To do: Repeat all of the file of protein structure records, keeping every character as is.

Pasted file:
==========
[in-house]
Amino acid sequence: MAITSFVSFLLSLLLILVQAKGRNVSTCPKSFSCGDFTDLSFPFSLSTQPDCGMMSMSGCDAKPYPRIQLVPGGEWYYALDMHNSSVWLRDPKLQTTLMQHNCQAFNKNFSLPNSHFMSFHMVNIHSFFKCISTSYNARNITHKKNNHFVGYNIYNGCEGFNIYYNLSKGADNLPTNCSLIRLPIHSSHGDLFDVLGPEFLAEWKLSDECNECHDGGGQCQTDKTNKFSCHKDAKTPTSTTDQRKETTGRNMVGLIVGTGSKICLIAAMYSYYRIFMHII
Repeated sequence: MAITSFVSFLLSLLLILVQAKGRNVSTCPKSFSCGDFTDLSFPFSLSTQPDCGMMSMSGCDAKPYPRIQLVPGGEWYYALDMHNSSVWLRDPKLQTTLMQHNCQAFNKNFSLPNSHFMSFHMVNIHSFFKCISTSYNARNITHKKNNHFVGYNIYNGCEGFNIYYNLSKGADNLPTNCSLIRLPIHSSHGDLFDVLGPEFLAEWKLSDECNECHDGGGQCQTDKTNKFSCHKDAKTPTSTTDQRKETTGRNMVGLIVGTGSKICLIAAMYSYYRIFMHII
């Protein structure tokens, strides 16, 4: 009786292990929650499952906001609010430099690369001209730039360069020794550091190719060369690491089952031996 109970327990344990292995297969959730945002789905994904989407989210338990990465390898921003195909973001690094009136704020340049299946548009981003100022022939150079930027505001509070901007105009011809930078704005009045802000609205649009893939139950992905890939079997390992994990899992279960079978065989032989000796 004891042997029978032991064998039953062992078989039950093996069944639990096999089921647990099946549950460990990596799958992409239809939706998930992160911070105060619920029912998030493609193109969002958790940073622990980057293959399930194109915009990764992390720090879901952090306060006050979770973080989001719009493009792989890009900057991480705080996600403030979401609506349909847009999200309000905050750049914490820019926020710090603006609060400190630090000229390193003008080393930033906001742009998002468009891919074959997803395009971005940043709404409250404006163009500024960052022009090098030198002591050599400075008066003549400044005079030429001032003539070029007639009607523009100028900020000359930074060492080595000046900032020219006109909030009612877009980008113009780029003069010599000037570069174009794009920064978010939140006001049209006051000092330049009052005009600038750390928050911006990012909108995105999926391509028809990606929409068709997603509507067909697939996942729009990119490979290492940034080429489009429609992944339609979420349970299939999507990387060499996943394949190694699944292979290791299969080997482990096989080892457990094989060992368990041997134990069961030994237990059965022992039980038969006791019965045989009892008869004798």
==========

[in-house]
Amino acid sequence: MAITSFVSFLLSLLLILVQAKGRNVSTCPKSFSCGDFTDLSFPFSLSTQPDCGMMSMSGCDAKPYPRIQLVPGGEWYYALDMHNSSVWLRDPKLQTTLMQHNCQAFNKNFSLPNSHFMSFHMVNIHSFFKCISTSYNARNITHKKNNHFVGYNIYNGCEGFNIYYNLSKGADNLPTNCSLIRLPIHSSHGDLFDVLGPEFLAEWKLSDECNECHDGGGQCQTDKTNKFSCHKDAKTPTSTTDQRKETTGRNMVGLIVGTGSKICLIAAMYSYYRIFMHII
Repeated sequence: MAITSFVSFLLSLLLILVQAKGRNVSTCPKSFSCGDFTDLSFPFSLSTQPDCGMMSMSGCDAKPYPRIQLVPGGEWYYALDMHNSSVWLRDPKLQTTLMQHNCQAFNKNFSLPNSHFMSFHMVNIHSFFKCISTSYNARNITHKKNNHFVGYNIYNGCEGFNIYYNLSKGADNLPTNCSLIRLPIHSSHGDLFDVLGPEFLAEWKLSDECNECHDGGGQCQTDKTNKFSCHKDAKTPTSTTDQRKETTGRNMVGLIVGTGSKICLIAAMYSYYRIFMHII
């Protein structure tokens, strides 16, 4: 009786292990929650499952906001609010430099690369001209730039360069020794550091190719060369690491089952031996 109970327990344990292995297969959730945002789905994904989407989210338990990465390898921003195909973001690094009136704020340049299946548009981003100022022939150079930027505001509070901007105009011809930078704005009045802000609205649009893939139950992905890939079997390992994990899992279960079978065989032989000796 004891042997029978032991064998039953062992078989039950093996069944639990096999089921647990099946549950460990990596799958992409239809939706998930992160911070105060619920029912998030493609193109969002958790940073622990980057293959399930194109915009990764992390720090879901952090306060006050979770973080989001719009493009792989890009900057991480705080996600403030979401609506349909847009999200309000905050750049914490820019926020710090603006609060400190630090000229390193003008080393930033906001742009998002468009891919074959997803395009971005940043709404409250404006163009500024960052022009090098030198002591050599400075008066003549400044005079030429001032003539070029007639009607523009100028900020000359930074060492080595000046900032020219006109909030009612877009980008113009780029003069010599000037570069174009794009920064978010939140006001049209006051000092330049009052005009600038750390928050911006990012909108995105999926391509028809990606929409068709997603509507067909697939996942729009990119490979290492940034080429489009429609992944339609979420349970299939999507990387060499996943394949190694699944292979290791299969080997482990096989080892457990094989060992368990041997134990069961030994237990059965022992039980038969006791019965045989009892008869004798």